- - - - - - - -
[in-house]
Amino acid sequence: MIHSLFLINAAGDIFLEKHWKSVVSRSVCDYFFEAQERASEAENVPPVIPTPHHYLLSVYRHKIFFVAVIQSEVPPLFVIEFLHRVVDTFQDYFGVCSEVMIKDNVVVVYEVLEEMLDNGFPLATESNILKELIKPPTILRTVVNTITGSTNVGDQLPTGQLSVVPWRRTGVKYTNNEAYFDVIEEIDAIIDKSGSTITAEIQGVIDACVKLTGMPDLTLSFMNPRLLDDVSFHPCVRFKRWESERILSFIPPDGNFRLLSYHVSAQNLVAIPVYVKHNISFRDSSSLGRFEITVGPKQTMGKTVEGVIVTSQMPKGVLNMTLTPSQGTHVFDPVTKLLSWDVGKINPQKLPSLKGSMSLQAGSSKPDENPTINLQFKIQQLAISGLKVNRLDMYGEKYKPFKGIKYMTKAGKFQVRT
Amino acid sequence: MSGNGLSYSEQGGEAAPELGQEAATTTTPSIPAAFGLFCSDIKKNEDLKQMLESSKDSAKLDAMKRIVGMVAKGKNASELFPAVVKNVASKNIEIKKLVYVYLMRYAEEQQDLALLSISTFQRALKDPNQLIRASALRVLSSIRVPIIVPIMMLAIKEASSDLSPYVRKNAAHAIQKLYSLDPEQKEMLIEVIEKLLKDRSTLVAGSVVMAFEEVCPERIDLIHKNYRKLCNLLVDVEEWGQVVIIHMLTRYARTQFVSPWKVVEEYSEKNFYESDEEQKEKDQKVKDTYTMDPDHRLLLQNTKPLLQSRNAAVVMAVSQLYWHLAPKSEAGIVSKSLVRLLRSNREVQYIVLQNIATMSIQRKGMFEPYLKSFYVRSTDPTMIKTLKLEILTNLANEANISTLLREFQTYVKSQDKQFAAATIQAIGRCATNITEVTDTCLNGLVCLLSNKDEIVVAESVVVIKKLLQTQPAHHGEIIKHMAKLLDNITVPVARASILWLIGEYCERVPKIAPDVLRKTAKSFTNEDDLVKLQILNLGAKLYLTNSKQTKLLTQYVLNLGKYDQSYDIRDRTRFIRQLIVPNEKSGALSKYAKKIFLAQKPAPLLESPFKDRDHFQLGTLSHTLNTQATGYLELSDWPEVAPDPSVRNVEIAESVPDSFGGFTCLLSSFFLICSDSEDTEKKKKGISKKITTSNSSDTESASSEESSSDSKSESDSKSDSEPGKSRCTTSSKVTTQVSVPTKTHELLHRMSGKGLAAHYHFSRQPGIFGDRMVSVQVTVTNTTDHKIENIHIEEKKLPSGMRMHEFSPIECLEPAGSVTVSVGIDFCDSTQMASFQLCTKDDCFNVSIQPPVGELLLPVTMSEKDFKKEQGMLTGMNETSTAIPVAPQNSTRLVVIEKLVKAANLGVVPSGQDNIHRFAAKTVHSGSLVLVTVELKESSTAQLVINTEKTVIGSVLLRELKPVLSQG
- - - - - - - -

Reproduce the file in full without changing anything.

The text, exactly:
[in-house]
Amino acid sequence: MIHSLFLINAAGDIFLEKHWKSVVSRSVCDYFFEAQERASEAENVPPVIPTPHHYLLSVYRHKIFFVAVIQSEVPPLFVIEFLHRVVDTFQDYFGVCSEVMIKDNVVVVYEVLEEMLDNGFPLATESNILKELIKPPTILRTVVNTITGSTNVGDQLPTGQLSVVPWRRTGVKYTNNEAYFDVIEEIDAIIDKSGSTITAEIQGVIDACVKLTGMPDLTLSFMNPRLLDDVSFHPCVRFKRWESERILSFIPPDGNFRLLSYHVSAQNLVAIPVYVKHNISFRDSSSLGRFEITVGPKQTMGKTVEGVIVTSQMPKGVLNMTLTPSQGTHVFDPVTKLLSWDVGKINPQKLPSLKGSMSLQAGSSKPDENPTINLQFKIQQLAISGLKVNRLDMYGEKYKPFKGIKYMTKAGKFQVRT
Amino acid sequence: MSGNGLSYSEQGGEAAPELGQEAATTTTPSIPAAFGLFCSDIKKNEDLKQMLESSKDSAKLDAMKRIVGMVAKGKNASELFPAVVKNVASKNIEIKKLVYVYLMRYAEEQQDLALLSISTFQRALKDPNQLIRASALRVLSSIRVPIIVPIMMLAIKEASSDLSPYVRKNAAHAIQKLYSLDPEQKEMLIEVIEKLLKDRSTLVAGSVVMAFEEVCPERIDLIHKNYRKLCNLLVDVEEWGQVVIIHMLTRYARTQFVSPWKVVEEYSEKNFYESDEEQKEKDQKVKDTYTMDPDHRLLLQNTKPLLQSRNAAVVMAVSQLYWHLAPKSEAGIVSKSLVRLLRSNREVQYIVLQNIATMSIQRKGMFEPYLKSFYVRSTDPTMIKTLKLEILTNLANEANISTLLREFQTYVKSQDKQFAAATIQAIGRCATNITEVTDTCLNGLVCLLSNKDEIVVAESVVVIKKLLQTQPAHHGEIIKHMAKLLDNITVPVARASILWLIGEYCERVPKIAPDVLRKTAKSFTNEDDLVKLQILNLGAKLYLTNSKQTKLLTQYVLNLGKYDQSYDIRDRTRFIRQLIVPNEKSGALSKYAKKIFLAQKPAPLLESPFKDRDHFQLGTLSHTLNTQATGYLELSDWPEVAPDPSVRNVEIAESVPDSFGGFTCLLSSFFLICSDSEDTEKKKKGISKKITTSNSSDTESASSEESSSDSKSESDSKSDSEPGKSRCTTSSKVTTQVSVPTKTHELLHRMSGKGLAAHYHFSRQPGIFGDRMVSVQVTVTNTTDHKIENIHIEEKKLPSGMRMHEFSPIECLEPAGSVTVSVGIDFCDSTQMASFQLCTKDDCFNVSIQPPVGELLLPVTMSEKDFKKEQGMLTGMNETSTAIPVAPQNSTRLVVIEKLVKAANLGVVPSGQDNIHRFAAKTVHSGSLVLVTVELKESSTAQLVINTEKTVIGSVLLRELKPVLSQG